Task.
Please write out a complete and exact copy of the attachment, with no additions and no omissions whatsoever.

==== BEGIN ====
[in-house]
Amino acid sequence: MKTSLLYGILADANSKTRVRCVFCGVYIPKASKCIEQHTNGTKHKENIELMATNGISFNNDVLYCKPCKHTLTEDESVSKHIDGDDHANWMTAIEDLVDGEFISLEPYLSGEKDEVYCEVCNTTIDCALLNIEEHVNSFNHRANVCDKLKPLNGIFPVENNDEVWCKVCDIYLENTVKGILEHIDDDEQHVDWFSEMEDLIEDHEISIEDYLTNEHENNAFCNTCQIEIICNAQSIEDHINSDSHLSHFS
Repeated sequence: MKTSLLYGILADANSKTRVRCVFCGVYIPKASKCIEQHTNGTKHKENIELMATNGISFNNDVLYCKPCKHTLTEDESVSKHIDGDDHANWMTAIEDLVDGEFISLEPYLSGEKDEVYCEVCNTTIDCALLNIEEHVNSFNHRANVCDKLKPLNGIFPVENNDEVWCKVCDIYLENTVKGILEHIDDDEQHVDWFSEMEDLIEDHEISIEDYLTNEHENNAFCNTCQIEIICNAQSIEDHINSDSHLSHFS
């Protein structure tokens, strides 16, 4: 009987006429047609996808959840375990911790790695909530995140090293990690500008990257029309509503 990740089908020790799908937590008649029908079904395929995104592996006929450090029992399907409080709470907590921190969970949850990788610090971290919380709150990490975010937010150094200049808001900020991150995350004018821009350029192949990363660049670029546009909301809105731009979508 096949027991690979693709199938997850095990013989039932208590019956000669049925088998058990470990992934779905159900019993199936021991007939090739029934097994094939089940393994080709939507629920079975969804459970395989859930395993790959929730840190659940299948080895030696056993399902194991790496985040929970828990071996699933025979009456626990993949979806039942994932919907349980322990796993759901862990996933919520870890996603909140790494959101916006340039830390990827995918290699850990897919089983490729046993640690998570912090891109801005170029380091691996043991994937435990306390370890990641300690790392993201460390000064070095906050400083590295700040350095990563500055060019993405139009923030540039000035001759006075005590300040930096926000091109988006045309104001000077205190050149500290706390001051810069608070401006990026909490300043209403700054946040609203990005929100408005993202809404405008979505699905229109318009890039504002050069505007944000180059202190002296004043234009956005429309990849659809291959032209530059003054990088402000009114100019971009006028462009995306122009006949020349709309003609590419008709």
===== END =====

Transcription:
[in-house]
Amino acid sequence: MKTSLLYGILADANSKTRVRCVFCGVYIPKASKCIEQHTNGTKHKENIELMATNGISFNNDVLYCKPCKHTLTEDESVSKHIDGDDHANWMTAIEDLVDGEFISLEPYLSGEKDEVYCEVCNTTIDCALLNIEEHVNSFNHRANVCDKLKPLNGIFPVENNDEVWCKVCDIYLENTVKGILEHIDDDEQHVDWFSEMEDLIEDHEISIEDYLTNEHENNAFCNTCQIEIICNAQSIEDHINSDSHLSHFS
Repeated sequence: MKTSLLYGILADANSKTRVRCVFCGVYIPKASKCIEQHTNGTKHKENIELMATNGISFNNDVLYCKPCKHTLTEDESVSKHIDGDDHANWMTAIEDLVDGEFISLEPYLSGEKDEVYCEVCNTTIDCALLNIEEHVNSFNHRANVCDKLKPLNGIFPVENNDEVWCKVCDIYLENTVKGILEHIDDDEQHVDWFSEMEDLIEDHEISIEDYLTNEHENNAFCNTCQIEIICNAQSIEDHINSDSHLSHFS
């Protein structure tokens, strides 16, 4: 009987006429047609996808959840375990911790790695909530995140090293990690500008990257029309509503 990740089908020790799908937590008649029908079904395929995104592996006929450090029992399907409080709470907590921190969970949850990788610090971290919380709150990490975010937010150094200049808001900020991150995350004018821009350029192949990363660049670029546009909301809105731009979508 096949027991690979693709199938997850095990013989039932208590019956000669049925088998058990470990992934779905159900019993199936021991007939090739029934097994094939089940393994080709939507629920079975969804459970395989859930395993790959929730840190659940299948080895030696056993399902194991790496985040929970828990071996699933025979009456626990993949979806039942994932919907349980322990796993759901862990996933919520870890996603909140790494959101916006340039830390990827995918290699850990897919089983490729046993640690998570912090891109801005170029380091691996043991994937435990306390370890990641300690790392993201460390000064070095906050400083590295700040350095990563500055060019993405139009923030540039000035001759006075005590300040930096926000091109988006045309104001000077205190050149500290706390001051810069608070401006990026909490300043209403700054946040609203990005929100408005993202809404405008979505699905229109318009890039504002050069505007944000180059202190002296004043234009956005429309990849659809291959032209530059003054990088402000009114100019971009006028462009995306122009006949020349709309003609590419008709």